The Exxon deal, meanwhile, is attention-getting not just for its roulette of numbers but because it involves drilling in Arctic waters. The risk of an accident is higher there, due to only-in-Arctic perils that include icebergs crashing into drilling rigs. And even more worrying, the consequences of a spill are far greater than in less remote regions, since cleanup would be extremely difficult in the harsh weather and winter darkness of the Arctic. More and more, industry declarations about high safety standards–Exxon said it “will use global best practices to develop state-of-the-art safety and environmental protection systems”—seem akin to AIG giving paternal assurances to investors that its derivatives business was being managed in a way that would prevent a meltdown if the housing market declined.
The BP spill in the Gulf of Mexico last year revealed the terrifying inadequacy of oil companies’ efforts to prepare for an offshore blowout. And just last month, after coming under pressure from environmentalists, the government of Greenland, which is based in the city of Nuuk, released an almost comical containment plan prepared by a Scottish company that is drilling exploratory wells in its Arctic waters. If an iceberg is stained with oil, the plan calls for cutting off the affected areas and towing them to shore, where they would be hoisted into a heated warehouse to separate the oil from the water. Needless to say, this has never been done before and sounds like an idea hatched by the editors of the Onion. In regard to other problems, the plan is dismally honest. Noting that Greenland’s coastline is rocky, it admits that “in some circumstances oil shorelines are best left to recover naturally.” In other words, no cleanup.
So it’s no surprise, given the secrecy and uncertainty and occasional chicanery in the fossil fuel industry, that the deal announced by Putin and Tillerson could amount to less than what Tillerson says—or, who knows, more than Putin hopes. Luckily for the Arctic environment, there’s a chance it will be less. This is not the first time an ambitious plan of this sort has been announced in Russia. Earlier this year—at a point when its drilling rights in the Gulf of Mexico were still suspended over last year’s spill—BP reached a similar deal with Rosneft, the state-owned firm that is now Exxon’s partner. But it dramatically fell apart due to objections from a different Russian firm that BP was allied with in other projects, and the situation has deteriorated to the point that, in late August, Russian police raided BP’s Moscow office. There are other ways for such a deal to founder. If foreign oil firms are seen as doing too well in Russia, the reward can be nationalization—in 2006, Royal Dutch Shell, after spending more than $20 billion dollars on a project off Sakhalin Island, was forced to sell half its stake to a state-owned firm.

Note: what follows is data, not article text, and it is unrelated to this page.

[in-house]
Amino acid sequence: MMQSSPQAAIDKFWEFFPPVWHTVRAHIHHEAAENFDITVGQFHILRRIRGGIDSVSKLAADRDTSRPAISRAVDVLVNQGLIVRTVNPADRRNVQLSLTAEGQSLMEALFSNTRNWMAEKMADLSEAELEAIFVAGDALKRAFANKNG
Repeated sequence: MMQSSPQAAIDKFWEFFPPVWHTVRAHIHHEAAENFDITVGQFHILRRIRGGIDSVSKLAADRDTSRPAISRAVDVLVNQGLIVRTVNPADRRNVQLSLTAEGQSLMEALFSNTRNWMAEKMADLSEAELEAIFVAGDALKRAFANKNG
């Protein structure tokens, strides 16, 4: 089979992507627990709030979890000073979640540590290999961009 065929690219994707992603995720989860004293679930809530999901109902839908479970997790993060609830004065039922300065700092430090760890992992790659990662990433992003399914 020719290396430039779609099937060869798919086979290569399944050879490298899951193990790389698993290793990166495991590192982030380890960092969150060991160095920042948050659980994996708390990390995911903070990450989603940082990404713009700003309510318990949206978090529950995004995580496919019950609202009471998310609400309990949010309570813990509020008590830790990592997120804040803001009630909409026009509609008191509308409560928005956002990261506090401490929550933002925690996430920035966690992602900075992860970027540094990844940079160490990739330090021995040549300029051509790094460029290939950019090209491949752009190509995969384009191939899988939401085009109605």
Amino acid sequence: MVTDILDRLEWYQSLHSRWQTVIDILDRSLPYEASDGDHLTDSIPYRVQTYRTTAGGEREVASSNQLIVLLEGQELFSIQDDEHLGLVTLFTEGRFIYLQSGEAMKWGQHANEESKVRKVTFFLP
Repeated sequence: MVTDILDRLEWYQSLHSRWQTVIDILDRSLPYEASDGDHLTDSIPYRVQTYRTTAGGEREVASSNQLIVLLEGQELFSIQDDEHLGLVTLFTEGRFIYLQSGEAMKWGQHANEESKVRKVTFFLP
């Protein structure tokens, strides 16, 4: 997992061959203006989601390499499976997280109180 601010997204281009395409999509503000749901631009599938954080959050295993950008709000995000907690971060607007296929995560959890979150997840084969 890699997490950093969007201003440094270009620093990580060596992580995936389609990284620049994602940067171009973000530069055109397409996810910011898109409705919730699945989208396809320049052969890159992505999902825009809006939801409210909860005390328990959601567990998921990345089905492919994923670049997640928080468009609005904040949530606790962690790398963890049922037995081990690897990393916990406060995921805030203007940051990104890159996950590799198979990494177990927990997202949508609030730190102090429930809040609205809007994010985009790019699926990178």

Even if Putin and Tillerson find nothing to argue about, and even if no icebergs crash into an Exxon rig, the project can fizzle because nobody knows for sure whether or where oil might be found under Russia’s Arctic waters. Even the best estimates by USGS geologists are simply educated guesses about amounts of oil and their location. Cairn Energy, the Scottish company drilling in Greenland’s waters, is spending at least $600 million on wells that have so far failed to find enough oil to justify full-blown extraction. The irony (and last-ditch hope for environmentalists if exploratory drilling gets underway in Russian waters) is that western energy companies might pour billions of dollars into the Arctic and get nothing more valuable from their efforts than a belated awareness that they were victims of their own irrational exuberance.